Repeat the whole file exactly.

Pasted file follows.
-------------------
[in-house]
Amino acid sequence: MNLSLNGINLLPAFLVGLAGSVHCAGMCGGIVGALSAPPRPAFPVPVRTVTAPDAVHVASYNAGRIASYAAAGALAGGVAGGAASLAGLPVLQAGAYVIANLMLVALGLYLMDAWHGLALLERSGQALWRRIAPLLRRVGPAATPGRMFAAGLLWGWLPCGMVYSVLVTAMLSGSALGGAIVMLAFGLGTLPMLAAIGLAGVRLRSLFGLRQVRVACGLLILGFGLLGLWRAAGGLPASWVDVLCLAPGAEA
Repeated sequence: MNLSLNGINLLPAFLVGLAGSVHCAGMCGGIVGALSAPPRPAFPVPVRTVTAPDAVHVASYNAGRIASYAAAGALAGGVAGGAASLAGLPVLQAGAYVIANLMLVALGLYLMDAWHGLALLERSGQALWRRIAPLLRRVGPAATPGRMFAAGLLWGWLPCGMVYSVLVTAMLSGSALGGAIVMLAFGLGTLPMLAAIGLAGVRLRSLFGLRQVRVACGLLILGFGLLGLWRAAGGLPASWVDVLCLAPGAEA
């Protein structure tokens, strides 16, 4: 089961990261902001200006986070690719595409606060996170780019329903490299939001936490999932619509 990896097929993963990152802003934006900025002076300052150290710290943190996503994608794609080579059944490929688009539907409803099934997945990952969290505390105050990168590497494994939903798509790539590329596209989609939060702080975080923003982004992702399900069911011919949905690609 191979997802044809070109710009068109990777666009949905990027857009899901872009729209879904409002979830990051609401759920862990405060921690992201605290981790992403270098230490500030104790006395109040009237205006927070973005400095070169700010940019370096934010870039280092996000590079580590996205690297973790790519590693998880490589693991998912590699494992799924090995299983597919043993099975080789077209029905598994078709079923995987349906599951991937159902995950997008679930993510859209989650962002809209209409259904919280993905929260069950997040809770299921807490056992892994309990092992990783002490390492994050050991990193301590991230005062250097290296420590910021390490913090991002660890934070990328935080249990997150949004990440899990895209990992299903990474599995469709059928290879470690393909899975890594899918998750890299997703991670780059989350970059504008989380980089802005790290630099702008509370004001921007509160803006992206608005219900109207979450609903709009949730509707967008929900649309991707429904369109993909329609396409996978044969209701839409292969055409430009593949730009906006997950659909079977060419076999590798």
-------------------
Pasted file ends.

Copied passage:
[in-house]
Amino acid sequence: MNLSLNGINLLPAFLVGLAGSVHCAGMCGGIVGALSAPPRPAFPVPVRTVTAPDAVHVASYNAGRIASYAAAGALAGGVAGGAASLAGLPVLQAGAYVIANLMLVALGLYLMDAWHGLALLERSGQALWRRIAPLLRRVGPAATPGRMFAAGLLWGWLPCGMVYSVLVTAMLSGSALGGAIVMLAFGLGTLPMLAAIGLAGVRLRSLFGLRQVRVACGLLILGFGLLGLWRAAGGLPASWVDVLCLAPGAEA
Repeated sequence: MNLSLNGINLLPAFLVGLAGSVHCAGMCGGIVGALSAPPRPAFPVPVRTVTAPDAVHVASYNAGRIASYAAAGALAGGVAGGAASLAGLPVLQAGAYVIANLMLVALGLYLMDAWHGLALLERSGQALWRRIAPLLRRVGPAATPGRMFAAGLLWGWLPCGMVYSVLVTAMLSGSALGGAIVMLAFGLGTLPMLAAIGLAGVRLRSLFGLRQVRVACGLLILGFGLLGLWRAAGGLPASWVDVLCLAPGAEA
């Protein structure tokens, strides 16, 4: 089961990261902001200006986070690719595409606060996170780019329903490299939001936490999932619509 990896097929993963990152802003934006900025002076300052150290710290943190996503994608794609080579059944490929688009539907409803099934997945990952969290505390105050990168590497494994939903798509790539590329596209989609939060702080975080923003982004992702399900069911011919949905690609 191979997802044809070109710009068109990777666009949905990027857009899901872009729209879904409002979830990051609401759920862990405060921690992201605290981790992403270098230490500030104790006395109040009237205006927070973005400095070169700010940019370096934010870039280092996000590079580590996205690297973790790519590693998880490589693991998912590699494992799924090995299983597919043993099975080789077209029905598994078709079923995987349906599951991937159902995950997008679930993510859209989650962002809209209409259904919280993905929260069950997040809770299921807490056992892994309990092992990783002490390492994050050991990193301590991230005062250097290296420590910021390490913090991002660890934070990328935080249990997150949004990440899990895209990992299903990474599995469709059928290879470690393909899975890594899918998750890299997703991670780059989350970059504008989380980089802005790290630099702008509370004001921007509160803006992206608005219900109207979450609903709009949730509707967008929900649309991707429904369109993909329609396409996978044969209701839409292969055409430009593949730009906006997950659909079977060419076999590798």